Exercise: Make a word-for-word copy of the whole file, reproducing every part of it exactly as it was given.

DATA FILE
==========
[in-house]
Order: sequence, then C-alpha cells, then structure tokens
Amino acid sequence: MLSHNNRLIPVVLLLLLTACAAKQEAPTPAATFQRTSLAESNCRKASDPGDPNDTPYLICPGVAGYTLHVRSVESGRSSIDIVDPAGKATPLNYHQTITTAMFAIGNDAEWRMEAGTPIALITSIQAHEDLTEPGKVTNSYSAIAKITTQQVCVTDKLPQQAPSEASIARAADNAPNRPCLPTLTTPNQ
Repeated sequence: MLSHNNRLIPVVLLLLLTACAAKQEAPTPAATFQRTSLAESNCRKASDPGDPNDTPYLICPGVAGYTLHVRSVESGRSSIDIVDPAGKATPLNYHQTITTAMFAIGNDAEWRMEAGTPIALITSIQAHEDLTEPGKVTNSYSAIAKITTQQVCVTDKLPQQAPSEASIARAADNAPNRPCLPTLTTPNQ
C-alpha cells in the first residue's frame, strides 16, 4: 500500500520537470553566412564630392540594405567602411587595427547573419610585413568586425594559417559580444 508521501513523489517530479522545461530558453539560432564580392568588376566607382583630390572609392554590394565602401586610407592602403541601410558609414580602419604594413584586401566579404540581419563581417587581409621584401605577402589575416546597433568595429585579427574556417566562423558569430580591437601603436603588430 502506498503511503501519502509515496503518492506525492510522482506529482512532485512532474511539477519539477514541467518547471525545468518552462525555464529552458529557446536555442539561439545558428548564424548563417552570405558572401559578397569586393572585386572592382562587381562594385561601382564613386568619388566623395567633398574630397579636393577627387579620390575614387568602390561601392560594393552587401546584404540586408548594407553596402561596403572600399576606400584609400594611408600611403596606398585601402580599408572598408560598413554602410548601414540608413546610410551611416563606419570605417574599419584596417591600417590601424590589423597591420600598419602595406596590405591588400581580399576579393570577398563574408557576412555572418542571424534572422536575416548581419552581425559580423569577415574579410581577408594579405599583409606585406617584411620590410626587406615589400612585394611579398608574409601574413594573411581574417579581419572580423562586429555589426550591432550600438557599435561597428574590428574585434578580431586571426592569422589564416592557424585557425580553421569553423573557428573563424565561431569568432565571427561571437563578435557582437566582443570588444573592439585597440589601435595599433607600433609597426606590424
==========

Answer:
[in-house]
Order: sequence, then C-alpha cells, then structure tokens
Amino acid sequence: MLSHNNRLIPVVLLLLLTACAAKQEAPTPAATFQRTSLAESNCRKASDPGDPNDTPYLICPGVAGYTLHVRSVESGRSSIDIVDPAGKATPLNYHQTITTAMFAIGNDAEWRMEAGTPIALITSIQAHEDLTEPGKVTNSYSAIAKITTQQVCVTDKLPQQAPSEASIARAADNAPNRPCLPTLTTPNQ
Repeated sequence: MLSHNNRLIPVVLLLLLTACAAKQEAPTPAATFQRTSLAESNCRKASDPGDPNDTPYLICPGVAGYTLHVRSVESGRSSIDIVDPAGKATPLNYHQTITTAMFAIGNDAEWRMEAGTPIALITSIQAHEDLTEPGKVTNSYSAIAKITTQQVCVTDKLPQQAPSEASIARAADNAPNRPCLPTLTTPNQ
C-alpha cells in the first residue's frame, strides 16, 4: 500500500520537470553566412564630392540594405567602411587595427547573419610585413568586425594559417559580444 508521501513523489517530479522545461530558453539560432564580392568588376566607382583630390572609392554590394565602401586610407592602403541601410558609414580602419604594413584586401566579404540581419563581417587581409621584401605577402589575416546597433568595429585579427574556417566562423558569430580591437601603436603588430 502506498503511503501519502509515496503518492506525492510522482506529482512532485512532474511539477519539477514541467518547471525545468518552462525555464529552458529557446536555442539561439545558428548564424548563417552570405558572401559578397569586393572585386572592382562587381562594385561601382564613386568619388566623395567633398574630397579636393577627387579620390575614387568602390561601392560594393552587401546584404540586408548594407553596402561596403572600399576606400584609400594611408600611403596606398585601402580599408572598408560598413554602410548601414540608413546610410551611416563606419570605417574599419584596417591600417590601424590589423597591420600598419602595406596590405591588400581580399576579393570577398563574408557576412555572418542571424534572422536575416548581419552581425559580423569577415574579410581577408594579405599583409606585406617584411620590410626587406615589400612585394611579398608574409601574413594573411581574417579581419572580423562586429555589426550591432550600438557599435561597428574590428574585434578580431586571426592569422589564416592557424585557425580553421569553423573557428573563424565561431569568432565571427561571437563578435557582437566582443570588444573592439585597440589601435595599433607600433609597426606590424